Well, there goes another piece of my childhood.
Why would "the Mouse" invest so much during a shaky economy anyway? The answer: young boys. While Disney captured the hearts, minds and wallets of every pre-teen girl a couple years ago with their Disney Princess line, they have yet to really find a niche to attract the young men in the audience.
So the answer that makes good business sense is to buy a company that's gaining ground with said demographic and recently began producing it's own films. But that's not all: Disney also gains access to the over-5,000 characters in the Marvel Comics cannon. Disney says this will allow it to bring many lesser-known characters to the forefront (even the lame-ass ones).
On the other hand, there are a few glimmers of hope for comics fans in this unholy merger. For instance, any existing contracts the company has with amusement parks or movie studios will still be honored. Another advantage is unexpected, but very cool: a partnership with Pixar. Pixar's CEO John Lasseter reportedly entered some closed-door talks with Marvel artists and writers and got "very excited very quickly." Given the animation studio's record for creating solid, story-driven films,, this could be a plus.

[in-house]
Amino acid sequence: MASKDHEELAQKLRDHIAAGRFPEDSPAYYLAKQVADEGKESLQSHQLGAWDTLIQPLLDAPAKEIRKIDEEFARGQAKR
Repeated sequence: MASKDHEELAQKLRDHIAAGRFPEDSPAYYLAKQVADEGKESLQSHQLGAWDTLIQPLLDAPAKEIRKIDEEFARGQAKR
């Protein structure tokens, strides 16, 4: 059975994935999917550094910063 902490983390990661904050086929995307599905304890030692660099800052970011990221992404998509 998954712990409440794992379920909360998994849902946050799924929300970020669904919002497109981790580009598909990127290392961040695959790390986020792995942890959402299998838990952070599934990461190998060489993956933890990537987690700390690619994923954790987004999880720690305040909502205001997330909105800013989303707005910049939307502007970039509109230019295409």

Hopefully more plusses than minuses will be gained in this merger. As long as Disney plays it cool and let's Marvel do what it does best, all will be fine. but so help me, the first time the Hulk sports mouse ears or Iron Man sings "Bippity Boppity Boo," a long line of comic book geeks with torches and pitchforks will descend upon Cinderella's castle...not pretty.